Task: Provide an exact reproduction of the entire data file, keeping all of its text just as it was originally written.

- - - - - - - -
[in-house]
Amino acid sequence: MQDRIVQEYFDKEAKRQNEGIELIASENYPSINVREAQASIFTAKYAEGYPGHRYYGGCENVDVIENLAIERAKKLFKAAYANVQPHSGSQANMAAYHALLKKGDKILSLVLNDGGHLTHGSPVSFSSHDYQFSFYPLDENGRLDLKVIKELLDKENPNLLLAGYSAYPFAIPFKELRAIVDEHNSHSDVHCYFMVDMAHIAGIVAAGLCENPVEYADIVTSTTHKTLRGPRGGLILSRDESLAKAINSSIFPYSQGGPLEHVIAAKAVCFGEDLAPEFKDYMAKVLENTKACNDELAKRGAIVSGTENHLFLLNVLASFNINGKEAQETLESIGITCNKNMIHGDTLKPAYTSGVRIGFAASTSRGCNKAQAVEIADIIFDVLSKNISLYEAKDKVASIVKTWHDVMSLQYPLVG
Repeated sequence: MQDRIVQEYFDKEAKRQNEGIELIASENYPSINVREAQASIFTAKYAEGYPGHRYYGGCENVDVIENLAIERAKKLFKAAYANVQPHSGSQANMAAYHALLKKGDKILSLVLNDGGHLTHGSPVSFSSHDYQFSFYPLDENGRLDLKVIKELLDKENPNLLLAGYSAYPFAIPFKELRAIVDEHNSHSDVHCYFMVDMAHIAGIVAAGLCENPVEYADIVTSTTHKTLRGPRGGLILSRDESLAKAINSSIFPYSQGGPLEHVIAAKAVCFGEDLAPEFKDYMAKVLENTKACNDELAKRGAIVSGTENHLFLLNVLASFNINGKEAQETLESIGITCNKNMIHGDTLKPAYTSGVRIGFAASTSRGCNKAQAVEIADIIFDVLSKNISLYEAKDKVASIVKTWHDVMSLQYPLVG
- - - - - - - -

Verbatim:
[in-house]
Amino acid sequence: MQDRIVQEYFDKEAKRQNEGIELIASENYPSINVREAQASIFTAKYAEGYPGHRYYGGCENVDVIENLAIERAKKLFKAAYANVQPHSGSQANMAAYHALLKKGDKILSLVLNDGGHLTHGSPVSFSSHDYQFSFYPLDENGRLDLKVIKELLDKENPNLLLAGYSAYPFAIPFKELRAIVDEHNSHSDVHCYFMVDMAHIAGIVAAGLCENPVEYADIVTSTTHKTLRGPRGGLILSRDESLAKAINSSIFPYSQGGPLEHVIAAKAVCFGEDLAPEFKDYMAKVLENTKACNDELAKRGAIVSGTENHLFLLNVLASFNINGKEAQETLESIGITCNKNMIHGDTLKPAYTSGVRIGFAASTSRGCNKAQAVEIADIIFDVLSKNISLYEAKDKVASIVKTWHDVMSLQYPLVG
Repeated sequence: MQDRIVQEYFDKEAKRQNEGIELIASENYPSINVREAQASIFTAKYAEGYPGHRYYGGCENVDVIENLAIERAKKLFKAAYANVQPHSGSQANMAAYHALLKKGDKILSLVLNDGGHLTHGSPVSFSSHDYQFSFYPLDENGRLDLKVIKELLDKENPNLLLAGYSAYPFAIPFKELRAIVDEHNSHSDVHCYFMVDMAHIAGIVAAGLCENPVEYADIVTSTTHKTLRGPRGGLILSRDESLAKAINSSIFPYSQGGPLEHVIAAKAVCFGEDLAPEFKDYMAKVLENTKACNDELAKRGAIVSGTENHLFLLNVLASFNINGKEAQETLESIGITCNKNMIHGDTLKPAYTSGVRIGFAASTSRGCNKAQAVEIADIIFDVLSKNISLYEAKDKVASIVKTWHDVMSLQYPLVG